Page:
“Here to see Ally again?” The old woman behind the front desk asks me. I nod and she types something into her computer. “Someone will be here to take you to her room in a moment,” she tells me and I nod. I sti down in one of the plush chairs. Sorrow erupts in my chest as I remember out last meeting the day before. How she would only respond to tnod and shake her head.
“Jason?” I look up to see one of the clinic nurses gesturing towards me. “Jason, she’s ready to see you now.”
As I walk down the hall I hear the panicked scream of another patient. One who make have lost her mind to the same degree as my Ally. Or maybe this one was only halfway there. I debate in my mind what I would rather have if I had a choie in the matter. Would I rather see the dead look in my best friends eyes every day when I go see her, or would I choose to see her scream at the unnamed horrors as they etch themselves in her vision.
We pass through long stretches of hallway, and as usual I wish I were anywhere but here. I miss the old days, when visiting my childhood sweetheart meant laughter and play time. As I walk through the hallways, I see men and women who have been there ever since I first started coming to see Ally.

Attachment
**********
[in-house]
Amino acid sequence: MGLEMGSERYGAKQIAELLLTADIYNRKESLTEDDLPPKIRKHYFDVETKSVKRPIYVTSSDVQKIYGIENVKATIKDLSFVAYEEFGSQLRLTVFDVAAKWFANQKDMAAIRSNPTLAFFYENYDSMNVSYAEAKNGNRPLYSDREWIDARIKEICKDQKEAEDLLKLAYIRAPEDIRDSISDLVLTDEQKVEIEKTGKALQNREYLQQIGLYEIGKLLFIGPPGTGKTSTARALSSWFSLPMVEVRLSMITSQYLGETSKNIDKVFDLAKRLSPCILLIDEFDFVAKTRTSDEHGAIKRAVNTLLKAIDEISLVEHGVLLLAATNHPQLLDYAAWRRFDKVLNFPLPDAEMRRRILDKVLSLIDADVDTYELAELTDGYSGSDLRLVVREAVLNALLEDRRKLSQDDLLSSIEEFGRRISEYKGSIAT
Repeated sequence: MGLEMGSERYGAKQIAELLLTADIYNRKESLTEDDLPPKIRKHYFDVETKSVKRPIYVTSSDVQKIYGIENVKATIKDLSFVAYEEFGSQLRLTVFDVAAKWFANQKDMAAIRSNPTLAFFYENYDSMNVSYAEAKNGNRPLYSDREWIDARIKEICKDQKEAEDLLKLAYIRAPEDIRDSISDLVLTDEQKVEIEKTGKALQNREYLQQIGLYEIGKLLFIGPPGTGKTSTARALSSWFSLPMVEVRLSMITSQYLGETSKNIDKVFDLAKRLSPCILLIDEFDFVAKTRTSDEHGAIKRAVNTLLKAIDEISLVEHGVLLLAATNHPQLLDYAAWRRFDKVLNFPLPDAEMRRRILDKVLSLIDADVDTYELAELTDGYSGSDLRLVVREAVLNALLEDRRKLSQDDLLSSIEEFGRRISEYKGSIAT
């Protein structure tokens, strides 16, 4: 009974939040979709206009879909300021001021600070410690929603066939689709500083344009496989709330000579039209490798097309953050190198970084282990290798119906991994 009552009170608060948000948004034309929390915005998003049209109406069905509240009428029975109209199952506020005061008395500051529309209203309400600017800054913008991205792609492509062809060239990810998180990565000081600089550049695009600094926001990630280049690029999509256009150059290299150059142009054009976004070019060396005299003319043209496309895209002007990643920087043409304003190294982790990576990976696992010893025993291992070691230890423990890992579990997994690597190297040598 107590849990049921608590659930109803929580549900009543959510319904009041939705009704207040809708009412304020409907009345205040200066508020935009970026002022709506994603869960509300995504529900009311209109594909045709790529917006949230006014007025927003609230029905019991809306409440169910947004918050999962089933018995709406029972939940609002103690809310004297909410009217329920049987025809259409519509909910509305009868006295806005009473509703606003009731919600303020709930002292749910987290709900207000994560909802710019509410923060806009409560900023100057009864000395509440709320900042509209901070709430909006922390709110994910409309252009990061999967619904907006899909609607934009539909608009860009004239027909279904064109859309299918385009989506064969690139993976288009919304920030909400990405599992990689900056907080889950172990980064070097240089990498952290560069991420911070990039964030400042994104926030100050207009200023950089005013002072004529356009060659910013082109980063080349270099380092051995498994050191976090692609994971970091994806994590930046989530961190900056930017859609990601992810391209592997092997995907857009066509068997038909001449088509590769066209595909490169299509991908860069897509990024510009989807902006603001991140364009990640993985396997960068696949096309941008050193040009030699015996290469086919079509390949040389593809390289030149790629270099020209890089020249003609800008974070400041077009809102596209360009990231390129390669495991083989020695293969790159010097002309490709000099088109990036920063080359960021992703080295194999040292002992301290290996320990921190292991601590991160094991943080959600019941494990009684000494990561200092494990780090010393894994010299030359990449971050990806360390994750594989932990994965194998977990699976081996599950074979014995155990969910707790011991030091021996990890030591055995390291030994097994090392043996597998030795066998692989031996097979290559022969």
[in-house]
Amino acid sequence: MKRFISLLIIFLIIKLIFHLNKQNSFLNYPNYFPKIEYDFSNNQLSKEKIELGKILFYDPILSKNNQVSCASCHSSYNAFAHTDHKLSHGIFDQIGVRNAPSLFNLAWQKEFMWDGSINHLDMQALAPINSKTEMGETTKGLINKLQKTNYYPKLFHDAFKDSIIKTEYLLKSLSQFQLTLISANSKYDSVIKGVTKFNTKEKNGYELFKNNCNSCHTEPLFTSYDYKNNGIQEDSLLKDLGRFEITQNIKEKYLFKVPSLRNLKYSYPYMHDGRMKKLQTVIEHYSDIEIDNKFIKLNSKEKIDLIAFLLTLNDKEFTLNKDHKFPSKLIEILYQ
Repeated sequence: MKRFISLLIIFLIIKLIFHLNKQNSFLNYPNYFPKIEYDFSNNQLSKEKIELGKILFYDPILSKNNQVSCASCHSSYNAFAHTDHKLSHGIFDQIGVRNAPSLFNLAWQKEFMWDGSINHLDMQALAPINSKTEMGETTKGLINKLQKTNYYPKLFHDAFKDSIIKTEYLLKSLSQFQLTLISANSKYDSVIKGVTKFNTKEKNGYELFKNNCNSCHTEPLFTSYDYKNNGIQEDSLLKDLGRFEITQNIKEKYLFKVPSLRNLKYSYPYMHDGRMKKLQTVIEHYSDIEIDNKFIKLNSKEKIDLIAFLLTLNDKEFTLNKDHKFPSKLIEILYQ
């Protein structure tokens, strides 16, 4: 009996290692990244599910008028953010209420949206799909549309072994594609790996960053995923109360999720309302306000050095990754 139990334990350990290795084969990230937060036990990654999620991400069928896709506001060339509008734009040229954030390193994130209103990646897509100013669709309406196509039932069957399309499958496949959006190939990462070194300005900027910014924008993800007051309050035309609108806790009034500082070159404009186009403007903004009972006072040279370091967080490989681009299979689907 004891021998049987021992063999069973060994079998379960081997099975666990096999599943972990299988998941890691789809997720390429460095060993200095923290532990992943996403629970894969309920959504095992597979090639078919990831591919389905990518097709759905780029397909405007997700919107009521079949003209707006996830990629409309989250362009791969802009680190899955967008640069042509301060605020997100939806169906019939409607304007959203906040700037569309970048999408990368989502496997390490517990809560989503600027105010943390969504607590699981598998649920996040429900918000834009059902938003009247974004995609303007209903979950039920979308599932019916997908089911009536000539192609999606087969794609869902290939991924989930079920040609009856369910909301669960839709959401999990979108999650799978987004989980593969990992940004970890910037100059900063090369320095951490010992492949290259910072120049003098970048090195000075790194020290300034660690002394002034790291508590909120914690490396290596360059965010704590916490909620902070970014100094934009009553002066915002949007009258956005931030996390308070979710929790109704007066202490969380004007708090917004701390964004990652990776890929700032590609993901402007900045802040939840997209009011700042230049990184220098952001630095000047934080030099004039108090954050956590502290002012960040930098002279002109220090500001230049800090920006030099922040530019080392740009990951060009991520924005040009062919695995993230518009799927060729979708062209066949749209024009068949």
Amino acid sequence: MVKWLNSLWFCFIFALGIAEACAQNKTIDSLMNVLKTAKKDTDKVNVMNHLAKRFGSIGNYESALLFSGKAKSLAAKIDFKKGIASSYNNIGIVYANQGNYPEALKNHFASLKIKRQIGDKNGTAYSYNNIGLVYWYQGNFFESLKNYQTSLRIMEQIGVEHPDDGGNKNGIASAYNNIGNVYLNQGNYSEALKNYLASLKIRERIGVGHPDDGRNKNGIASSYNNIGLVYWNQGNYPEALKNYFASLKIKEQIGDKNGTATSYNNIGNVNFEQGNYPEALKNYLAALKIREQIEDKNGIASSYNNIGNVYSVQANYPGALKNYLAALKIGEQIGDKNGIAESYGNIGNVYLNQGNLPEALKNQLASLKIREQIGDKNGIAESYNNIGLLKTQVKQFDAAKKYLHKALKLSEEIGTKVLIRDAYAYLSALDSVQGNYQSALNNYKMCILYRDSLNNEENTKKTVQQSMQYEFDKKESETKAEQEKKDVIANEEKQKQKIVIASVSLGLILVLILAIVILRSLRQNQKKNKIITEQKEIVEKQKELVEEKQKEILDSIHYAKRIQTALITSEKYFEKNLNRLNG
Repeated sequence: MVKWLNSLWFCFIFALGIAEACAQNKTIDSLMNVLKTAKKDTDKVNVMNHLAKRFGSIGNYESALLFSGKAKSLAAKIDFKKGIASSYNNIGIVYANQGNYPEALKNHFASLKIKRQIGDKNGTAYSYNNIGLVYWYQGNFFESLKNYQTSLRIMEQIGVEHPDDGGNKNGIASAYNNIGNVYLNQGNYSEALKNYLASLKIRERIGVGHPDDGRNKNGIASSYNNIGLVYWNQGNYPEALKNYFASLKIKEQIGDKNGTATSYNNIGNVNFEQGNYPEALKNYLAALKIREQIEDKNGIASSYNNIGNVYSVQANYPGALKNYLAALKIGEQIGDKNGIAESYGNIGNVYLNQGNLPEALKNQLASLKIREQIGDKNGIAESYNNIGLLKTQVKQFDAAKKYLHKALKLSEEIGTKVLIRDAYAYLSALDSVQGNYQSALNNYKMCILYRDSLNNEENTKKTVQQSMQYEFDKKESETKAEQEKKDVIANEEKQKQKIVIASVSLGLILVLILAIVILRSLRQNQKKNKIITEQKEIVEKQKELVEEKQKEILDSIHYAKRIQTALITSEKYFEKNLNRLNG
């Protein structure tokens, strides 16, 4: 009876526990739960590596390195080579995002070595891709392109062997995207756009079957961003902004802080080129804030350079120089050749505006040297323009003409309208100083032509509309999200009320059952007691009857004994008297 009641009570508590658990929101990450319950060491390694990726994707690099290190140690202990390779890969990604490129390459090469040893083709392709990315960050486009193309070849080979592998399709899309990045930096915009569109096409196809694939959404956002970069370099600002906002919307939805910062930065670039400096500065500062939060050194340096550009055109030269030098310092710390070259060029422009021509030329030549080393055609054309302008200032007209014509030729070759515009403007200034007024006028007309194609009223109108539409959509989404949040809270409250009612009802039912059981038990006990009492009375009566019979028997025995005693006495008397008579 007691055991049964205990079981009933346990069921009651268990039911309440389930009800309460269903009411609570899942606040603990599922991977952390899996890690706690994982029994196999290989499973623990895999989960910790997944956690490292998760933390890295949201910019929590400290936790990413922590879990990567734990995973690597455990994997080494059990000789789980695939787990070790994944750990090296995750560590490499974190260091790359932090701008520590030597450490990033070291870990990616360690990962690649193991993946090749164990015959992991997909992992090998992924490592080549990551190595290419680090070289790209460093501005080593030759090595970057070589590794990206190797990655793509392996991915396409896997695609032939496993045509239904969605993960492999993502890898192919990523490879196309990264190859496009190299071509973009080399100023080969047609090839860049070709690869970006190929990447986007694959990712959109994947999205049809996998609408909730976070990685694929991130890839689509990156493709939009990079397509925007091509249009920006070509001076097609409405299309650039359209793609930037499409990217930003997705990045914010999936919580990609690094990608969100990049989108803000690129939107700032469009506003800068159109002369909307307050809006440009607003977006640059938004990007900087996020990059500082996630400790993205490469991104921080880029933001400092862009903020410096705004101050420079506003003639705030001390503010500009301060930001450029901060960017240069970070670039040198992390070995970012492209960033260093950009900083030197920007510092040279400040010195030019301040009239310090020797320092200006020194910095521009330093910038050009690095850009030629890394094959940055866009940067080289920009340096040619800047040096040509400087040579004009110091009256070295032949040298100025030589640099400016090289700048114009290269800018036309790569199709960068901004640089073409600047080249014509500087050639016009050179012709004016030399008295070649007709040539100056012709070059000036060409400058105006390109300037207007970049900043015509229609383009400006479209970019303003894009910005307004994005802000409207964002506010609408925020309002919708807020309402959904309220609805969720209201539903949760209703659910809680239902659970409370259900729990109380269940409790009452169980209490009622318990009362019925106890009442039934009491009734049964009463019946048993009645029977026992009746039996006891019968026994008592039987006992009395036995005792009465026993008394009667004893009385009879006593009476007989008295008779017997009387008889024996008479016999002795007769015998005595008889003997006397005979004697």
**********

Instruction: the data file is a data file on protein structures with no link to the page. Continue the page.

“Hey honey! Come to see your little wife again?” asks an elderly woman who I know to be Chandra. “Why don’t you come here and have some fun with me instead, sweet-heart?” I don’t bother to remind Chandra that we’re not married, and I know to ignore her final comment. Ever since I forist came here, I’ve leanred to get used to commetns like that from people who you think would know better, until you remember where they are.
I stay close to the nurse that guides me, even though I know where I am going. I don’t want to rfeel alone in this place; to be lost and lose myself. We walked until we enter a different ward that I know is used for those who can’t handle to be by themselves anymore. It’s for those who they think need constant care. The staff members who care for Alley say that in her case, it’s more to make sure that the other patients can’t get to her. I still remember hearing Natalia, her old roommate, saying that people who entered this war never left, because they never recovered. I didn’t want to hear it then. I denied every word. Now I know the disheartening truth.
We approach her room and my legs can’t decide whether to turn to jelly or rush to a sprint when I see the name ‘Alexandra Shaw’ on the outside of the room. The nurse who accompanies me pulls out a key and unlocks the room, allowing me enter unaccompanied, which is a relief compared to when I first started coming to visit her. In those days, someone had to sit in on every reunion, taking notes on everything she did.
The room we enter is all white, with the exception of a long light blue visitor’s bench again one wall, and a long panel of glass that I know to be a one-way mirror. It always gives me a chill when I realize that someone is constantly watching us through there. There is no single moment that we have to ourselves.